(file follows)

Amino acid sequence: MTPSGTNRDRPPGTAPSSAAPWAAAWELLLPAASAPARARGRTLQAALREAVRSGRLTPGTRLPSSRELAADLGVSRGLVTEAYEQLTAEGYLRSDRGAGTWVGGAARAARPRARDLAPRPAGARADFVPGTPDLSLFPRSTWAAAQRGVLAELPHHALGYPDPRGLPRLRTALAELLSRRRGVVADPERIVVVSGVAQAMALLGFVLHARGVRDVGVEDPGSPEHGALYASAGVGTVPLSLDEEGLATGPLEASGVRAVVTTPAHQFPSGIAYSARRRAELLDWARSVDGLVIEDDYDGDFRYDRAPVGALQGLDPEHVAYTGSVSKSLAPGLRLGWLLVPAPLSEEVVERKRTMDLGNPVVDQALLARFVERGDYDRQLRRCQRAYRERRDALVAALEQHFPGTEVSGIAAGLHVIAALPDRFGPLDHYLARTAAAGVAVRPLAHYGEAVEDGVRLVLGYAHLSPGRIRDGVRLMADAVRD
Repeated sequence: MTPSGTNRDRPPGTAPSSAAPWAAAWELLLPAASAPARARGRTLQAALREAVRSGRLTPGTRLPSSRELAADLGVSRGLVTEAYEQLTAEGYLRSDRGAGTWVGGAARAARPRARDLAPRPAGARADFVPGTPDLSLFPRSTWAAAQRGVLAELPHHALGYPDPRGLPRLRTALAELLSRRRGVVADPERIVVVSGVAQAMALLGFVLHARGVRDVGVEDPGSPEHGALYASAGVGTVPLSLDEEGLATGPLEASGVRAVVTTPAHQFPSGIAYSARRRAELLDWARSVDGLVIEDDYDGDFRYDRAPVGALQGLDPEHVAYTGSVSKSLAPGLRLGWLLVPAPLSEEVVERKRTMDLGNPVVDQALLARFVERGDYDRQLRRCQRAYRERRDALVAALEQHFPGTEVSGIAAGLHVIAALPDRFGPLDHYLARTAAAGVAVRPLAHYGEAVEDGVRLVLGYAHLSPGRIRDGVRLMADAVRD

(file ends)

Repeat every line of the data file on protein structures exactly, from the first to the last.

Amino acid sequence: MTPSGTNRDRPPGTAPSSAAPWAAAWELLLPAASAPARARGRTLQAALREAVRSGRLTPGTRLPSSRELAADLGVSRGLVTEAYEQLTAEGYLRSDRGAGTWVGGAARAARPRARDLAPRPAGARADFVPGTPDLSLFPRSTWAAAQRGVLAELPHHALGYPDPRGLPRLRTALAELLSRRRGVVADPERIVVVSGVAQAMALLGFVLHARGVRDVGVEDPGSPEHGALYASAGVGTVPLSLDEEGLATGPLEASGVRAVVTTPAHQFPSGIAYSARRRAELLDWARSVDGLVIEDDYDGDFRYDRAPVGALQGLDPEHVAYTGSVSKSLAPGLRLGWLLVPAPLSEEVVERKRTMDLGNPVVDQALLARFVERGDYDRQLRRCQRAYRERRDALVAALEQHFPGTEVSGIAAGLHVIAALPDRFGPLDHYLARTAAAGVAVRPLAHYGEAVEDGVRLVLGYAHLSPGRIRDGVRLMADAVRD
Repeated sequence: MTPSGTNRDRPPGTAPSSAAPWAAAWELLLPAASAPARARGRTLQAALREAVRSGRLTPGTRLPSSRELAADLGVSRGLVTEAYEQLTAEGYLRSDRGAGTWVGGAARAARPRARDLAPRPAGARADFVPGTPDLSLFPRSTWAAAQRGVLAELPHHALGYPDPRGLPRLRTALAELLSRRRGVVADPERIVVVSGVAQAMALLGFVLHARGVRDVGVEDPGSPEHGALYASAGVGTVPLSLDEEGLATGPLEASGVRAVVTTPAHQFPSGIAYSARRRAELLDWARSVDGLVIEDDYDGDFRYDRAPVGALQGLDPEHVAYTGSVSKSLAPGLRLGWLLVPAPLSEEVVERKRTMDLGNPVVDQALLARFVERGDYDRQLRRCQRAYRERRDALVAALEQHFPGTEVSGIAAGLHVIAALPDRFGPLDHYLARTAAAGVAVRPLAHYGEAVEDGVRLVLGYAHLSPGRIRDGVRLMADAVRD